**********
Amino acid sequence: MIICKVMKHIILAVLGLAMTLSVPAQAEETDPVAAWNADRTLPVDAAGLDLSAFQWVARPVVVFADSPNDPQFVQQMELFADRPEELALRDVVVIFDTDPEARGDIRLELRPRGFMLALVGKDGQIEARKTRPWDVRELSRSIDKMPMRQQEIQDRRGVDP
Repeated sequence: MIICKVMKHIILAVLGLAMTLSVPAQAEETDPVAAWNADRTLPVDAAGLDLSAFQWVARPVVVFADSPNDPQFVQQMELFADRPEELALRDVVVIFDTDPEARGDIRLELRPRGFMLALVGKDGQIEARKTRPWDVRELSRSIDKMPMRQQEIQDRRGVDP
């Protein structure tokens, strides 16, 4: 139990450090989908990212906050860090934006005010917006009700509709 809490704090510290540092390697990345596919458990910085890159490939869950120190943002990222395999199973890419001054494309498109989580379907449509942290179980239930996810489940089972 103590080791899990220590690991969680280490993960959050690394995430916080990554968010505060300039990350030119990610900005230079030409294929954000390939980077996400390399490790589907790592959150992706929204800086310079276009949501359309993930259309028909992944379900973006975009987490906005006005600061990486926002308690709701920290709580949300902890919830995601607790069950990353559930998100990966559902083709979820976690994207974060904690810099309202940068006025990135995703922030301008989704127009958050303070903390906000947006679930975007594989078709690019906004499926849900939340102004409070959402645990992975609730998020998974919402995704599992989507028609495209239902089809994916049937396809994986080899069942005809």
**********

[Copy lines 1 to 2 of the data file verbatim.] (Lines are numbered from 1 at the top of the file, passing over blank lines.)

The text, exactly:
Amino acid sequence: MIICKVMKHIILAVLGLAMTLSVPAQAEETDPVAAWNADRTLPVDAAGLDLSAFQWVARPVVVFADSPNDPQFVQQMELFADRPEELALRDVVVIFDTDPEARGDIRLELRPRGFMLALVGKDGQIEARKTRPWDVRELSRSIDKMPMRQQEIQDRRGVDP
Repeated sequence: MIICKVMKHIILAVLGLAMTLSVPAQAEETDPVAAWNADRTLPVDAAGLDLSAFQWVARPVVVFADSPNDPQFVQQMELFADRPEELALRDVVVIFDTDPEARGDIRLELRPRGFMLALVGKDGQIEARKTRPWDVRELSRSIDKMPMRQQEIQDRRGVDP